Abstracts - 2007
Human-Robot Coordination of Complex Tasks
Julie A. Shah & Brian C. Williams
In settings such as space, military, aviation, and medical industries, teams of people must effectively coordinate to accomplish complex tasks involving ordering, timing, and resource constraints. These tasks are often performed under stress induced by uncertainty, ambiguity, and time pressure. As robots are increasingly introduced into these domains, it is important to explore how a robot can most naturally coordinate with a human to perform these types of complex tasks under stress.
Literature on effective human coordination strategies [1-3] provide an excellent basis for understanding how a robot can most naturally coordinate with a human to perform complex tasks under stress. The robot should be able to:
- act in anticipation of the humanís actions by providing information or other needs of the human without explicitly being requested to do so.
- incorporate into its action planning the information and other resources that the human provides to the robot in anticipation of the robotís actions.
- dynamically adjust to redistributions in workload to make use of idle periods.
- Avoid relying entirely on the human to explicitly communicate task coordination information (for example, ďrobot: do this nextĒ). Instead the robot should be able to interpret status information about the task, environment, or humanís actions (for example, ďrobot: I have finished subtask AĒ) and incorporate these into its own action planning.
The goal of my research is to develop a tractable method allowing a robot to use these strategies to naturally coordinate with a human, and then demonstrate effective human-robot coordination on a hardware platform.
The reader is referred to  for review of progress towards simulating human-teamwork behaviors with agent-only and mixed human-agent teams. While none of these applications are specifically tailored to human-robot coordination of complex tasks under stress, they each tackle significant elements of the problem. However, three areas remain largely unexplored: (1) extended action planning for complex tasks involving ordering and timing constraints, (2) dynamic redistribution of workload for tasks involving ordering and timing constraints, and (3) the role of implicit communication behaviors in informing effectual (1) and (2).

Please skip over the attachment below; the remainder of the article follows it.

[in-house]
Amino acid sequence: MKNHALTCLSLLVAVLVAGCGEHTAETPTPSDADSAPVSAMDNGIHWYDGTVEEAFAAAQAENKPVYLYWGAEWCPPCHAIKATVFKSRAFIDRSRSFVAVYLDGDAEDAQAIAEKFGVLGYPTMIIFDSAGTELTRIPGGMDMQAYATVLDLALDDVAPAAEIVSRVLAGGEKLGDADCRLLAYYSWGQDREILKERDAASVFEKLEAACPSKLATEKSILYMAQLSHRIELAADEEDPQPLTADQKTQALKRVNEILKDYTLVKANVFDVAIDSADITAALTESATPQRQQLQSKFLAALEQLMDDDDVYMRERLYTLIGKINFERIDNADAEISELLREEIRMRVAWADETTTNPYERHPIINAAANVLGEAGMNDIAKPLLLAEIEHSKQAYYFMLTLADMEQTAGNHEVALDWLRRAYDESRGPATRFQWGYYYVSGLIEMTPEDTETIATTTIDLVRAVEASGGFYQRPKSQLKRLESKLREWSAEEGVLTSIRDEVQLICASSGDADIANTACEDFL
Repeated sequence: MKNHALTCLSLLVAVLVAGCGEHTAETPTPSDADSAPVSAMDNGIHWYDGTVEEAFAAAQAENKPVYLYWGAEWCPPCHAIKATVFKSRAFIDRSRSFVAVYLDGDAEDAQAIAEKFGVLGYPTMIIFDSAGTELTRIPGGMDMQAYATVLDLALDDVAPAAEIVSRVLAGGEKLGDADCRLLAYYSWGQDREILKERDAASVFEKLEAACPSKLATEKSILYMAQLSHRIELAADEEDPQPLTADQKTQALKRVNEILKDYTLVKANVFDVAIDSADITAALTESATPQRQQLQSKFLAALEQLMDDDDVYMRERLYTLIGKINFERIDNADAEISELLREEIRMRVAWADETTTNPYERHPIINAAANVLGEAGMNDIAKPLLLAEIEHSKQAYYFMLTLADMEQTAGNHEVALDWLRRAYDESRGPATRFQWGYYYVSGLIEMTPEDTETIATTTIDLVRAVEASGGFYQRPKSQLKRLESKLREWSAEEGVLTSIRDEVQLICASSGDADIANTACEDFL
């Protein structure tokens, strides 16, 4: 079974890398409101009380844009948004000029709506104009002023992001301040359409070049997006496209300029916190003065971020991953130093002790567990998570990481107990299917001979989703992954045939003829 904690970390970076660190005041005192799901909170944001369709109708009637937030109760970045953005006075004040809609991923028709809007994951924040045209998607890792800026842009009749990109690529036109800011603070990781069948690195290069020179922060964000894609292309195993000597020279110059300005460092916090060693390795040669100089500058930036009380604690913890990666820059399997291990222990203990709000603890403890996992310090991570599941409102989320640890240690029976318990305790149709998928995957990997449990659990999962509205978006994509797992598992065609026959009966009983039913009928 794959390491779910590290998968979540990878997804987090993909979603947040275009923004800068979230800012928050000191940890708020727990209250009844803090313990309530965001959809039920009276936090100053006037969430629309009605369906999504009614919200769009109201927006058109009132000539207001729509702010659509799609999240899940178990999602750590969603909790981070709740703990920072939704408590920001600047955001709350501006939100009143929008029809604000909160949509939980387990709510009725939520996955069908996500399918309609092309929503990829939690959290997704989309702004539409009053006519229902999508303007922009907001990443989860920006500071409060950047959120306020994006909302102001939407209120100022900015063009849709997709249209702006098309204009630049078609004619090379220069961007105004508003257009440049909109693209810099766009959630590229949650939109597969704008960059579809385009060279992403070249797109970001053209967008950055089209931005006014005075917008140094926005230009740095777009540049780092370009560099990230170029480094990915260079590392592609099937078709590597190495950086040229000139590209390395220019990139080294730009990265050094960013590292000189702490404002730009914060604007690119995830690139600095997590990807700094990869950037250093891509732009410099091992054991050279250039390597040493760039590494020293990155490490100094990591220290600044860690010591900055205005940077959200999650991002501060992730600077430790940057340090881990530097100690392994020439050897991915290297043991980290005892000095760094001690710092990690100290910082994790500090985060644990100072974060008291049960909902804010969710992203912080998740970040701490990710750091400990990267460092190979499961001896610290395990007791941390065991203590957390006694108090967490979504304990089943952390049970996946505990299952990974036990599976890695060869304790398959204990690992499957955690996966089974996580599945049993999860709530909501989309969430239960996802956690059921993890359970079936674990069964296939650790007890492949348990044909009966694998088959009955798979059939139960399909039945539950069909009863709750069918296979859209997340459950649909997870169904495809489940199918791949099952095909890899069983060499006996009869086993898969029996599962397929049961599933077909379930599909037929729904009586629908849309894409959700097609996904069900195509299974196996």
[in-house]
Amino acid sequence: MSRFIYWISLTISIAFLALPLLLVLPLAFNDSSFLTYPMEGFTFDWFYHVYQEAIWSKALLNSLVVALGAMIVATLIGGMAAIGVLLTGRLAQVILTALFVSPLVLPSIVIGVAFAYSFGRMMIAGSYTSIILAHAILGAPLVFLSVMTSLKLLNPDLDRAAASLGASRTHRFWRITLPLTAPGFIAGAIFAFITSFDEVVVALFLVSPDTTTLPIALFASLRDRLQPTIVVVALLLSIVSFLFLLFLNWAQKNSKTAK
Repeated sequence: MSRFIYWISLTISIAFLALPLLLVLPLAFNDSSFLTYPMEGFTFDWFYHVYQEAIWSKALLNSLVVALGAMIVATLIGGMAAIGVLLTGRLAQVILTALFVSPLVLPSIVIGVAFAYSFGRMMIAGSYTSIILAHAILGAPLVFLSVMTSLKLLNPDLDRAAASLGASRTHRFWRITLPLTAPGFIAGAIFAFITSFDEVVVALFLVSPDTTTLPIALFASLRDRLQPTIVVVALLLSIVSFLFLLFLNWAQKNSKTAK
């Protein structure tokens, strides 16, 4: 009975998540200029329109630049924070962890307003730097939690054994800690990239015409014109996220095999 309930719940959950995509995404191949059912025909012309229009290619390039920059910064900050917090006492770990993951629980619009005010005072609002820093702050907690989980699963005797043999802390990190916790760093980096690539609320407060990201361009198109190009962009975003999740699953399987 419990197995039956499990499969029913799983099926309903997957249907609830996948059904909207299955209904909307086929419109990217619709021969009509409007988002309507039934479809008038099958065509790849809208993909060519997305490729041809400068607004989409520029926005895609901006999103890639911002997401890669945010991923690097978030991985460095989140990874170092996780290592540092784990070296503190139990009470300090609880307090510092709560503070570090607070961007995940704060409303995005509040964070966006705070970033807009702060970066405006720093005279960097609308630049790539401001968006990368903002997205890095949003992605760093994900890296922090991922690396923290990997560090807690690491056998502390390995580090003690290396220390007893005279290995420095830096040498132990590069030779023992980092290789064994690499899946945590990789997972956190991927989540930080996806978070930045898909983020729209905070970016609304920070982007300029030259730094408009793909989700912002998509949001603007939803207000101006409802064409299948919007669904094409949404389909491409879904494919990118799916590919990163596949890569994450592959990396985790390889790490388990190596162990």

We assume that, from the perspective of the robot, the humanís choice of actions and the precise durations of actions are uncontrollable. We also assume that the robot is able to control its own choice of actions and the precise duration of actions. We then model the collaborative task as a temporal plan network with uncertainty (TPNU) to capture ordering and timing constraints. Inputs include a sequence of the humanís actions over time, and information (in the form of implicit cues) the human offers to the robot in anticipation of the robotís actions. The objective is to produce a dynamic control policy for the robot to support the human in completing the task. The control policy consists of the robotís action choices and duration of actions, and information (in the form of implicit cues) the robot offers to the human in anticipation of the humanís actions.
 Serfaty, D., Entin, E., and Deckert, J. (1993). Team adaptation to stress in decision making and coordination with implications for CIC team training (Report No. TR-564, Vol. 1 & 2) Burlington, MA: ALPHATECH.
 Kleinman, D., and Serfaty, D. (1989). Team performance assessment in distributed decision-making. In Proceedings of the Interactive Networked Simulation for Training Conference, pp. 22-27. Orlando, FL.
 Orasanu, J. (1990). Shared mental models and crew decision making (CSL Report No. 46), Princeton, NJ: Princeton University, Cognitive Science Laboratory.
 Fan, X., and Yen, J. (2004). Modeling and simulating human teamwork behaviors using intelligent agents. Physics of Life Review, Vol. 1, pp. 173-201.